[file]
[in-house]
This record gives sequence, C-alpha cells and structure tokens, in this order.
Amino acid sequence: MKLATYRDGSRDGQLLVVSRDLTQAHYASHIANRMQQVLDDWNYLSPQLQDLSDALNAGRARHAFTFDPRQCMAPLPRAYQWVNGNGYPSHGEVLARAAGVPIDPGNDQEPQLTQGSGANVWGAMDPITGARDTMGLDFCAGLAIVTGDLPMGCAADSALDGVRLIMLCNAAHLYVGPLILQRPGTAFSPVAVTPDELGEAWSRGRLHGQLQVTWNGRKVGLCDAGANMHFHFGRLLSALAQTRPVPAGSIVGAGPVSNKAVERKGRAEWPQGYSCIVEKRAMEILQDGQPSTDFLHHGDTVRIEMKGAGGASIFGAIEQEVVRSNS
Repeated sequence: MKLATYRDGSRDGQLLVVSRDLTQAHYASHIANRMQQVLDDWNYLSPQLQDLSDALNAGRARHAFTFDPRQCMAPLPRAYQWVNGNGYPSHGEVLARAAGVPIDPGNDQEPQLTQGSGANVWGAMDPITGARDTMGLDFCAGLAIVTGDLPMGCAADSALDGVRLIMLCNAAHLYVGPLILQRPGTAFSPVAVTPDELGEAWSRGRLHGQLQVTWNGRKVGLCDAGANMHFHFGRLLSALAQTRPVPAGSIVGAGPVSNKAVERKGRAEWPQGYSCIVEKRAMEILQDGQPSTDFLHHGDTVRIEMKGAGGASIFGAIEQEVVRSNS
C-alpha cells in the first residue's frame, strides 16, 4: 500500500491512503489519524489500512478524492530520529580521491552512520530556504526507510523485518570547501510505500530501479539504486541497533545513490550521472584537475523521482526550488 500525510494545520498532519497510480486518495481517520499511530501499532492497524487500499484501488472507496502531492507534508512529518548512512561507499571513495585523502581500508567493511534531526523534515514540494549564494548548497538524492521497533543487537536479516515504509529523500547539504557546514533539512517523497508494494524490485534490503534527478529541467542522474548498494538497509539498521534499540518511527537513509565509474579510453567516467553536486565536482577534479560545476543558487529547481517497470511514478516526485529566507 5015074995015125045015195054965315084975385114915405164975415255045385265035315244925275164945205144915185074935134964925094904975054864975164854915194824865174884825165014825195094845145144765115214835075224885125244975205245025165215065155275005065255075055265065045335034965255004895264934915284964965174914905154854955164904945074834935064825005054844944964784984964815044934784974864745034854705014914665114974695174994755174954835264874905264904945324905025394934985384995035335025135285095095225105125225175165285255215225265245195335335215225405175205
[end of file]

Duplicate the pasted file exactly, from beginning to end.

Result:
[in-house]
This record gives sequence, C-alpha cells and structure tokens, in this order.
Amino acid sequence: MKLATYRDGSRDGQLLVVSRDLTQAHYASHIANRMQQVLDDWNYLSPQLQDLSDALNAGRARHAFTFDPRQCMAPLPRAYQWVNGNGYPSHGEVLARAAGVPIDPGNDQEPQLTQGSGANVWGAMDPITGARDTMGLDFCAGLAIVTGDLPMGCAADSALDGVRLIMLCNAAHLYVGPLILQRPGTAFSPVAVTPDELGEAWSRGRLHGQLQVTWNGRKVGLCDAGANMHFHFGRLLSALAQTRPVPAGSIVGAGPVSNKAVERKGRAEWPQGYSCIVEKRAMEILQDGQPSTDFLHHGDTVRIEMKGAGGASIFGAIEQEVVRSNS
Repeated sequence: MKLATYRDGSRDGQLLVVSRDLTQAHYASHIANRMQQVLDDWNYLSPQLQDLSDALNAGRARHAFTFDPRQCMAPLPRAYQWVNGNGYPSHGEVLARAAGVPIDPGNDQEPQLTQGSGANVWGAMDPITGARDTMGLDFCAGLAIVTGDLPMGCAADSALDGVRLIMLCNAAHLYVGPLILQRPGTAFSPVAVTPDELGEAWSRGRLHGQLQVTWNGRKVGLCDAGANMHFHFGRLLSALAQTRPVPAGSIVGAGPVSNKAVERKGRAEWPQGYSCIVEKRAMEILQDGQPSTDFLHHGDTVRIEMKGAGGASIFGAIEQEVVRSNS
C-alpha cells in the first residue's frame, strides 16, 4: 500500500491512503489519524489500512478524492530520529580521491552512520530556504526507510523485518570547501510505500530501479539504486541497533545513490550521472584537475523521482526550488 500525510494545520498532519497510480486518495481517520499511530501499532492497524487500499484501488472507496502531492507534508512529518548512512561507499571513495585523502581500508567493511534531526523534515514540494549564494548548497538524492521497533543487537536479516515504509529523500547539504557546514533539512517523497508494494524490485534490503534527478529541467542522474548498494538497509539498521534499540518511527537513509565509474579510453567516467553536486565536482577534479560545476543558487529547481517497470511514478516526485529566507 5015074995015125045015195054965315084975385114915405164975415255045385265035315244925275164945205144915185074935134964925094904975054864975164854915194824865174884825165014825195094845145144765115214835075224885125244975205245025165215065155275005065255075055265065045335034965255004895264934915284964965174914905154854955164904945074834935064825005054844944964784984964815044934784974864745034854705014914665114974695174994755174954835264874905264904945324905025394934985384995035335025135285095095225105125225175165285255215225265245195335335215225405175205